The U.S. asked China to do this during the trade negotiations:

China immediately will cease providing market-distorting subsidies and other types of government support that can contribute to the creation or maintenance of excess capacity in the industries targeted by the Made in China 2025 industrial plan;

However, why does the U.S. think it's unfair? And also what would constitute fair subsidies since the U.S. is known to give massive subsidies to companies like Boeing and Ford? Is it me or were logic and fairness thrown completely out of the window during the U.S. trade negotiations?

  • $\begingroup$ The "US" consists of over 300M individuals. I suggest rewriting the question to refer to the specific persons/organizations who have actually used the rhetoric of "fairness". $\endgroup$ – Kenny LJ May 9 '19 at 5:02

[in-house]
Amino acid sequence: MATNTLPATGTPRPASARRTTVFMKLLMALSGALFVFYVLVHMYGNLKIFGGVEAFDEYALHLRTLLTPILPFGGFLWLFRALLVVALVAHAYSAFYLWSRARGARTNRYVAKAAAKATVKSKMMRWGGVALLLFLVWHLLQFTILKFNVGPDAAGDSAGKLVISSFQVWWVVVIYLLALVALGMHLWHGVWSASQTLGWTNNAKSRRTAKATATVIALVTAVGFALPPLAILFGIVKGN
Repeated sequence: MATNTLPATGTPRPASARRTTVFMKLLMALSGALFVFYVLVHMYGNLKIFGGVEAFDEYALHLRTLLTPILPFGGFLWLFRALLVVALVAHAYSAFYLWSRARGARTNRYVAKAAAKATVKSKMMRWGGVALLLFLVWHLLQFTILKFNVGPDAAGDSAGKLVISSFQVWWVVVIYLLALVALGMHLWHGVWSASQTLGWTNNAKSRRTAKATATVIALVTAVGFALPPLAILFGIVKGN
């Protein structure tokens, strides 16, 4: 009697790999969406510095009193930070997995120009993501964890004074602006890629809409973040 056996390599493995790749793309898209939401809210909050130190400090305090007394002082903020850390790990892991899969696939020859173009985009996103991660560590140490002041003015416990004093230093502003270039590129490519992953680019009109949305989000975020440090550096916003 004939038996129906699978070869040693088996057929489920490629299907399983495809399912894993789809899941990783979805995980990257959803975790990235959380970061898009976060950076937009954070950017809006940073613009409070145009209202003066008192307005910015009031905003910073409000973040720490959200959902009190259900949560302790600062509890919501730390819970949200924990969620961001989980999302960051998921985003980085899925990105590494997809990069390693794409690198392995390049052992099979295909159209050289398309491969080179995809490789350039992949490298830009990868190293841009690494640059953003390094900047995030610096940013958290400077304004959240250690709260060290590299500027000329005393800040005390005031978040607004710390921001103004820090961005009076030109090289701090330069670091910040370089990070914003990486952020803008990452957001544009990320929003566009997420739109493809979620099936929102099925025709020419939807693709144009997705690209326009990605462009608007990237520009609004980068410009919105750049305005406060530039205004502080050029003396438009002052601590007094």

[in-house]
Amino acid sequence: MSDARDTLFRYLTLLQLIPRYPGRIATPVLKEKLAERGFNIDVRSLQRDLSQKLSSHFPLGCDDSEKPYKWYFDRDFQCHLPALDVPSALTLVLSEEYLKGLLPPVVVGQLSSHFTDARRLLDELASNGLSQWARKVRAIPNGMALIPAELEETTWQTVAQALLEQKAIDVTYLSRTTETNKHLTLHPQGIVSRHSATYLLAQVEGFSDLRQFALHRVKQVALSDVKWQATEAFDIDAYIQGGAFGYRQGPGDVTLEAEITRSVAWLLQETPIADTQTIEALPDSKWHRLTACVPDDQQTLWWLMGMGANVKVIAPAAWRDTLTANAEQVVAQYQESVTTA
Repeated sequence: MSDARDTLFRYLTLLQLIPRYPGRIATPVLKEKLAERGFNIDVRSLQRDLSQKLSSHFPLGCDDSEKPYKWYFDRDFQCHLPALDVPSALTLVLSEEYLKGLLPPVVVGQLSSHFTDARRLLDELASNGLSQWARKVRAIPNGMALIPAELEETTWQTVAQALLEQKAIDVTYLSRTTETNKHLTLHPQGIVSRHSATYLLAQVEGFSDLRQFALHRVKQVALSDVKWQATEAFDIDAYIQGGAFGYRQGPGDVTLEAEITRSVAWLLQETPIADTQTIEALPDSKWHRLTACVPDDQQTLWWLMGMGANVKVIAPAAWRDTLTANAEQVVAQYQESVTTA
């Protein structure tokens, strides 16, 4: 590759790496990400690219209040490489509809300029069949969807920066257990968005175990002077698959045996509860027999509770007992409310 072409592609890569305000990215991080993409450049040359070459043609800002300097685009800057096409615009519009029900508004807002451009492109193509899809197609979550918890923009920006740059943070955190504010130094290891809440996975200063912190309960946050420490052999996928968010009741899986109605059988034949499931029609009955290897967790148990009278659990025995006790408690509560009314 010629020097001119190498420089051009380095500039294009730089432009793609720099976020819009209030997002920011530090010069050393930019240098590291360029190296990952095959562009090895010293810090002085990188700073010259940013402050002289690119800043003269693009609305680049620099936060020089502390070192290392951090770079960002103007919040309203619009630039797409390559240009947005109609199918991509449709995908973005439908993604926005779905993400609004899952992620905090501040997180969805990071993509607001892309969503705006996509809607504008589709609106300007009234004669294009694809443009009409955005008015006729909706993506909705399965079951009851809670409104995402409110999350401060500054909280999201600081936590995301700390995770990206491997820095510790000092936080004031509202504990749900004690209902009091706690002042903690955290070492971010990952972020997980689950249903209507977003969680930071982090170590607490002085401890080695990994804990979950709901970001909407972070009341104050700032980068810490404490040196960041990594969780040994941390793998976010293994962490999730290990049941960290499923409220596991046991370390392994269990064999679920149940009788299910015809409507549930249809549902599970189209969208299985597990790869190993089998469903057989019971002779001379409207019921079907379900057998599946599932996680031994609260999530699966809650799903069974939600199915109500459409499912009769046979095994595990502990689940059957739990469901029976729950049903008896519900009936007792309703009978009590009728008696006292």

China has a lot of problems protecting companies' trade secrets and sometimes providing globally-agreed-unfair subsidies.

A country should subsidize a company or industry temporarily to provide a niche to grow. However, this should not make the market uncompetitive.

There is no clear answer, but if government subsidy favors a company and makes it almost impossible for anyone in the industry to compete then it would be considered unfair.

Ex. Providing a company subsidy to develop a 5G network. This is good since there is no outstanding infrastructure. This promotes innovation and opens up a field to compete in.

Ex. Providing a company subsidy to weed out international competitors for the sake of promoting national companies. This drives down the competition and is considered bad.


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